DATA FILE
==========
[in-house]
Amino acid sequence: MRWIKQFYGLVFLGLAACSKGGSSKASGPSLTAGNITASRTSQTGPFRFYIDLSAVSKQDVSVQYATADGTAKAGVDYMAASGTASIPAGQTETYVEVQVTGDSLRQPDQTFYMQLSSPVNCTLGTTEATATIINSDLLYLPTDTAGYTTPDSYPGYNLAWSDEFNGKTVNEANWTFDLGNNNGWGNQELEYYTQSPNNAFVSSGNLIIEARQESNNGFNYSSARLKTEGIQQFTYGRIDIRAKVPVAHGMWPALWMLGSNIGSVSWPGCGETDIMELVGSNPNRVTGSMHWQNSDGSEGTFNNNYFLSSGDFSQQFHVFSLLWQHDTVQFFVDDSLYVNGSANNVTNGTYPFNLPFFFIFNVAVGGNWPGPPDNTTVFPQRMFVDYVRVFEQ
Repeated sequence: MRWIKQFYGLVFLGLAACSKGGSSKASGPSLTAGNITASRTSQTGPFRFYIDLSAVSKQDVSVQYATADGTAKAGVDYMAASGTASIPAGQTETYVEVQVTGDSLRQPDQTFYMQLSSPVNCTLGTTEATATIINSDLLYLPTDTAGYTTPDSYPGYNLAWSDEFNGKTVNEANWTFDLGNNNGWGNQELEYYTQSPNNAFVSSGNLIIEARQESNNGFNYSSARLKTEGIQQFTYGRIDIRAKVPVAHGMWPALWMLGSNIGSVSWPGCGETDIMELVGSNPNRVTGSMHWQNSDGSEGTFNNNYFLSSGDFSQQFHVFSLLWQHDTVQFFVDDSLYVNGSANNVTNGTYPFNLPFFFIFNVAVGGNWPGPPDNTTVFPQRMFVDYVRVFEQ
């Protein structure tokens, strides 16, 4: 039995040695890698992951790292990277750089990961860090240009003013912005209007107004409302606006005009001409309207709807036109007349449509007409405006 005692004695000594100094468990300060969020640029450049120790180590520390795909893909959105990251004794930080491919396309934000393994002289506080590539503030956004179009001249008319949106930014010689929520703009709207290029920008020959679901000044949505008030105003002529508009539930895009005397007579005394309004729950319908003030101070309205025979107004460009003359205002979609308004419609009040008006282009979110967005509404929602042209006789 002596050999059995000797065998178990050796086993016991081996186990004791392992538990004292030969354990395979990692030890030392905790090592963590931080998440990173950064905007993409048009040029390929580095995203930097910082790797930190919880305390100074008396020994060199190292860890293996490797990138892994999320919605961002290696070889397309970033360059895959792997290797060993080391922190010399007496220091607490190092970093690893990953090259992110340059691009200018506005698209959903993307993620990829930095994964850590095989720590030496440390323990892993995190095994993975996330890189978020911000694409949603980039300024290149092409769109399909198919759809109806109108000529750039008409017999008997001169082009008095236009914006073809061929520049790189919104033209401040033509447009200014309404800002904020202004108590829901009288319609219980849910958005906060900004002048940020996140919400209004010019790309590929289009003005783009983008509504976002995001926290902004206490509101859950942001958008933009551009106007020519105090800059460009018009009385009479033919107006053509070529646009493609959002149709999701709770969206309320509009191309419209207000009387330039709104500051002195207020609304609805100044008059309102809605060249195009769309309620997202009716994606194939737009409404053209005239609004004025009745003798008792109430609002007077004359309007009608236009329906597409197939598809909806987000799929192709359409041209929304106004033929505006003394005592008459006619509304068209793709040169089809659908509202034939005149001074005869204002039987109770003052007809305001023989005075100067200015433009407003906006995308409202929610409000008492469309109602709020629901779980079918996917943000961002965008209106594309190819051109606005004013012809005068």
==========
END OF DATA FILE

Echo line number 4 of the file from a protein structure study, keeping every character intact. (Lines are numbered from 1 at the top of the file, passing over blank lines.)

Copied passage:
């Protein structure tokens, strides 16, 4: 039995040695890698992951790292990277750089990961860090240009003013912005209007107004409302606006005009001409309207709807036109007349449509007409405006 005692004695000594100094468990300060969020640029450049120790180590520390795909893909959105990251004794930080491919396309934000393994002289506080590539503030956004179009001249008319949106930014010689929520703009709207290029920008020959679901000044949505008030105003002529508009539930895009005397007579005394309004729950319908003030101070309205025979107004460009003359205002979609308004419609009040008006282009979110967005509404929602042209006789 002596050999059995000797065998178990050796086993016991081996186990004791392992538990004292030969354990395979990692030890030392905790090592963590931080998440990173950064905007993409048009040029390929580095995203930097910082790797930190919880305390100074008396020994060199190292860890293996490797990138892994999320919605961002290696070889397309970033360059895959792997290797060993080391922190010399007496220091607490190092970093690893990953090259992110340059691009200018506005698209959903993307993620990829930095994964850590095989720590030496440390323990892993995190095994993975996330890189978020911000694409949603980039300024290149092409769109399909198919759809109806109108000529750039008409017999008997001169082009008095236009914006073809061929520049790189919104033209401040033509447009200014309404800002904020202004108590829901009288319609219980849910958005906060900004002048940020996140919400209004010019790309590929289009003005783009983008509504976002995001926290902004206490509101859950942001958008933009551009106007020519105090800059460009018009009385009479033919107006053509070529646009493609959002149709999701709770969206309320509009191309419209207000009387330039709104500051002195207020609304609805100044008059309102809605060249195009769309309620997202009716994606194939737009409404053209005239609004004025009745003798008792109430609002007077004359309007009608236009329906597409197939598809909806987000799929192709359409041209929304106004033929505006003394005592008459006619509304068209793709040169089809659908509202034939005149001074005869204002039987109770003052007809305001023989005075100067200015433009407003906006995308409202929610409000008492469309109602709020629901779980079918996917943000961002965008209106594309190819051109606005004013012809005068």